For the action step, SpoofGuard does nothing to modify the user's online behavior. The user is free to click on any links or buttons in the page, regardless of their spoof score.
SpoofGuard becomes involved again in the system operation step, however, by evaluating posted data before it is submitted to a remote server. The evaluation tries to detect whether sensitive data is being sent, by maintaining a database of passwords (stored as hashes) and comparing each element sent against the database. If a user's eBay password is sent to a site that isn't in ebay.com, then the spoof score for the interaction is increased. This evaluation is also linked with the detection of embedded images so that if the page also contained an eBay logo, the spoof score is increased still more. If the evaluation of the system operation causes the spoof score to exceed a certain threshold, then the post is blocked and the user is warned.
In general, however, SpoofGuard is an impressive step toward fighting phishing attacks at the client side.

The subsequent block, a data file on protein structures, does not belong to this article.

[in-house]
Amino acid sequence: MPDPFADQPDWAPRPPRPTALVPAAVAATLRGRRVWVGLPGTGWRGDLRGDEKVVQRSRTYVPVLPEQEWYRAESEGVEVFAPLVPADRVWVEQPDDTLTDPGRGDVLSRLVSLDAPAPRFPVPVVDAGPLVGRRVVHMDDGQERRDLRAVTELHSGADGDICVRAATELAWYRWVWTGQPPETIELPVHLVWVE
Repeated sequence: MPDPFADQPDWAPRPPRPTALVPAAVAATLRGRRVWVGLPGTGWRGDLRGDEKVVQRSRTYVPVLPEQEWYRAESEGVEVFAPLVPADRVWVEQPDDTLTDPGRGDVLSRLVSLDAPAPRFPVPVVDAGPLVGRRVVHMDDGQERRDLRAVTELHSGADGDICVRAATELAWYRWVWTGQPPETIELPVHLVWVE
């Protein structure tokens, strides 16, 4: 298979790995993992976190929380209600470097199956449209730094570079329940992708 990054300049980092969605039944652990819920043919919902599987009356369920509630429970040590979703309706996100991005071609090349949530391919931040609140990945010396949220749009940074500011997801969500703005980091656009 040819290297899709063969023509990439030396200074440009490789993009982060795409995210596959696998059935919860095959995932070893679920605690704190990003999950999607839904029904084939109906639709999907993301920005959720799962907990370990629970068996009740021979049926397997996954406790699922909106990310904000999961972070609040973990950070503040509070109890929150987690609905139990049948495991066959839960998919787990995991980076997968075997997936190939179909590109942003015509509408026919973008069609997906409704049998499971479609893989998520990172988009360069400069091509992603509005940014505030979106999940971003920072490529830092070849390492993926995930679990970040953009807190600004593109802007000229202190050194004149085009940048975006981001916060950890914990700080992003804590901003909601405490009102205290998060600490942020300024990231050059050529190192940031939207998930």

Phishing attacks are likely to grow more sophisticated in the days ahead, and our defenses against them must continue to improve. Phishing succeeds because of a gap between the user's mental model and the true implementation, so promising technical solutions should try to bridge this gap, either by finding ways to visualize for the user details of implementation that would otherwise be invisible, or by finding ways to see the message from the user's point of view.
If technical solutions fail, we might ask whether there are legal or policy solutions. As a species of wire fraud, phishing is, of course, already illegal; no new legislation is required to prosecute an attacker. So, legal and policy solutions may have to restrict legitimate access instead, in order to make phishing attacks easier to detect or attackers easier to track down. One policy measure, already being undertaken by some companies, is to stop using email for critical communications with customers. AOL, one of the earliest targets of phishing attacks in the Internet era, has a unique message system for "Official AOL Mail" that cannot be spoofed by outsiders or other AOL members. More recently, eBay has responded to the spate of phishing attacks against it by setting up a private webmail system, "My Messages," for sending unspoofable messages to its users.